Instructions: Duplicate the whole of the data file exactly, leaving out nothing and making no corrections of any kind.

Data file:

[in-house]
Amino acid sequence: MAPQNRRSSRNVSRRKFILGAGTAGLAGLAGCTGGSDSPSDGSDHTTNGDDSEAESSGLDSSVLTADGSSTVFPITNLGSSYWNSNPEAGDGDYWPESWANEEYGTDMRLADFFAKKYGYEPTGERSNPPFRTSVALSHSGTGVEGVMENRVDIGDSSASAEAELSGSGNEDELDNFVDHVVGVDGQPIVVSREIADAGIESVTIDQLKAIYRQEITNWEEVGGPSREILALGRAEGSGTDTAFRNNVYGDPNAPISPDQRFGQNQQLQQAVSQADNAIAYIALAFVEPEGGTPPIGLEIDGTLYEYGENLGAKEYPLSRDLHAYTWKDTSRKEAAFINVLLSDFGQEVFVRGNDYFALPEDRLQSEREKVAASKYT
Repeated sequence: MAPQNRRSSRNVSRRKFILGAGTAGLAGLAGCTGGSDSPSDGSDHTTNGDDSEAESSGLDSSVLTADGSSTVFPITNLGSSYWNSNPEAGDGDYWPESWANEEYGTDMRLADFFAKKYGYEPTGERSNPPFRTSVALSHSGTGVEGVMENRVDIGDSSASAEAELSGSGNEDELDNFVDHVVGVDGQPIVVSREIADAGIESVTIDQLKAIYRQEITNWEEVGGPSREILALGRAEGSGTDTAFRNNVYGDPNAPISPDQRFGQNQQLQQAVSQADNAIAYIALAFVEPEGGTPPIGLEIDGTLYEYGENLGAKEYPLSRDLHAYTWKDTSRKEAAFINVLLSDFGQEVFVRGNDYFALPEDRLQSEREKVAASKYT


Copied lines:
[in-house]
Amino acid sequence: MAPQNRRSSRNVSRRKFILGAGTAGLAGLAGCTGGSDSPSDGSDHTTNGDDSEAESSGLDSSVLTADGSSTVFPITNLGSSYWNSNPEAGDGDYWPESWANEEYGTDMRLADFFAKKYGYEPTGERSNPPFRTSVALSHSGTGVEGVMENRVDIGDSSASAEAELSGSGNEDELDNFVDHVVGVDGQPIVVSREIADAGIESVTIDQLKAIYRQEITNWEEVGGPSREILALGRAEGSGTDTAFRNNVYGDPNAPISPDQRFGQNQQLQQAVSQADNAIAYIALAFVEPEGGTPPIGLEIDGTLYEYGENLGAKEYPLSRDLHAYTWKDTSRKEAAFINVLLSDFGQEVFVRGNDYFALPEDRLQSEREKVAASKYT
Repeated sequence: MAPQNRRSSRNVSRRKFILGAGTAGLAGLAGCTGGSDSPSDGSDHTTNGDDSEAESSGLDSSVLTADGSSTVFPITNLGSSYWNSNPEAGDGDYWPESWANEEYGTDMRLADFFAKKYGYEPTGERSNPPFRTSVALSHSGTGVEGVMENRVDIGDSSASAEAELSGSGNEDELDNFVDHVVGVDGQPIVVSREIADAGIESVTIDQLKAIYRQEITNWEEVGGPSREILALGRAEGSGTDTAFRNNVYGDPNAPISPDQRFGQNQQLQQAVSQADNAIAYIALAFVEPEGGTPPIGLEIDGTLYEYGENLGAKEYPLSRDLHAYTWKDTSRKEAAFINVLLSDFGQEVFVRGNDYFALPEDRLQSEREKVAASKYT